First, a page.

Before you "diss" my simple guesswork, didn't Langewiesche in his intro to "Stick And Rudder" make some reference when asked why he flew airplanes make some comment like ...... "To see" ...... admit it; we have all been taken in (distracted) by the view at some time or other?
                          Live, from a grassy knoll somewhere near you.

                          Comment


                          • #14
                            Well said.

                            Originally posted by guamainiac View Post
                            !A wanna be or true pro .
                            You have this everywhere... I changed your term "local" to wanna be. In the Navy, the big thing for pilots is "I'm not a Pilot, I'm a Naval Aviator" Well guess what The Navy has Pilots and Naval Aviators, and the jackasses complaining they aren't a pilot but an aviators are usually the Pilots. A real Aviator knows he's not perfect, knows he's not the king of the world because he has wings, knows he doesn't know everything, knows how to take his mistakes and learn from them, he is someone who has the goal of of flying that perfect flight from pre-flight to post-flight, but knows that because he is human he probably will never make that flight. Its the jackass that thinks he knows everything, can't learn anymore, can't be tought anything more. He's the one that is lucky everytime he gets in the seat and gets out of it alive. He's most likely the one that will be in the next mishap.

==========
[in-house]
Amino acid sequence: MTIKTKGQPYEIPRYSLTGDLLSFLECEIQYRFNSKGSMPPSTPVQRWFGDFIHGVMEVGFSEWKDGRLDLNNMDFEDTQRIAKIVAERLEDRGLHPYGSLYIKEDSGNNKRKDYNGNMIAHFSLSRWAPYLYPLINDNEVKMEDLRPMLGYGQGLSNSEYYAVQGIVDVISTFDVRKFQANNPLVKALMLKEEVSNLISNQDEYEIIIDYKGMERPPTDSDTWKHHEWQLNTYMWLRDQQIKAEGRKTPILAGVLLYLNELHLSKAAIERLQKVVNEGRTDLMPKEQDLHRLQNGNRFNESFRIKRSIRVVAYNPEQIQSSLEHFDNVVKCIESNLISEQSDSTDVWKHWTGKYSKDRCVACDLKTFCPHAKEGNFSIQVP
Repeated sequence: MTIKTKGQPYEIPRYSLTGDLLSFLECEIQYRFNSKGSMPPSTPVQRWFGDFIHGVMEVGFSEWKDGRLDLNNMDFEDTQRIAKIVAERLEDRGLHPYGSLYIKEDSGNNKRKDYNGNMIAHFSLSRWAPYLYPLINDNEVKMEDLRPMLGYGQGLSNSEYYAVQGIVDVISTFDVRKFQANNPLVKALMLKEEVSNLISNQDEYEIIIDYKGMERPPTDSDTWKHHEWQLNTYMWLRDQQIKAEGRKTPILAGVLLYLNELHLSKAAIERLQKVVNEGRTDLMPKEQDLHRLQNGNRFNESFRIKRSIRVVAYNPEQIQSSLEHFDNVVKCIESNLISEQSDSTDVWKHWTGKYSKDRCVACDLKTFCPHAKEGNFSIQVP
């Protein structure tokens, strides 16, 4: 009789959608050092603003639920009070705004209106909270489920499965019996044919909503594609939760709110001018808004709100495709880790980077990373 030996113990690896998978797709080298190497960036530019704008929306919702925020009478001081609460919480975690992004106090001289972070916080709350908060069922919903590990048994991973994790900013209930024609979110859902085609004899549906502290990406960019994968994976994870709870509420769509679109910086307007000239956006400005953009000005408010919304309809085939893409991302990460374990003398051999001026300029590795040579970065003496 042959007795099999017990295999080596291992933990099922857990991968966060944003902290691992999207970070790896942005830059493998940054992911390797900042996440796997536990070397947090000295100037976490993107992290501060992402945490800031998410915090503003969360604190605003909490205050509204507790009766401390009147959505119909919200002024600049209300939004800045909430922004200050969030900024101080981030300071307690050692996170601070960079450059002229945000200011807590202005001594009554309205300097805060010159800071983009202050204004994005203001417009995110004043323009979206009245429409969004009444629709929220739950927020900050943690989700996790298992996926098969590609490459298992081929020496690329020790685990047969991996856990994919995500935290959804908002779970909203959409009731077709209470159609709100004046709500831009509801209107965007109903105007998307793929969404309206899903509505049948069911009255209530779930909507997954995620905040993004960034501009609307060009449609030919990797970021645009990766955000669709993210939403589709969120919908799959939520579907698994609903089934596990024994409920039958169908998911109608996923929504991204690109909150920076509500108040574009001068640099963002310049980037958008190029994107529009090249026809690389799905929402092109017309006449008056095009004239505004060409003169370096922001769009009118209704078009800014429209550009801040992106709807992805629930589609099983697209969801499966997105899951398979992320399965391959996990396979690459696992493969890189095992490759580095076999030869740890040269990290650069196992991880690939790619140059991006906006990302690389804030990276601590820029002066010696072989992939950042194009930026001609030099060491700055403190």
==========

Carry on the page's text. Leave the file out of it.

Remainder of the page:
-Not an Airbus or Boeing guy here.
                            -20 year veteran on the USN Lockheed P-3 Orion.

                            Comment


                            • #15
                              Lockheed P-3's you say? Yep, we had a few of them fancy new things around with the VQ-1 crowd over at NAS Agana.

                              Me, I just spent my time with tires and lock wire. sweaty and foul while we beat the RA 3Bees into submission.
                              Live, from a grassy knoll somewhere near you.

                              Comment

                              Working...
                              X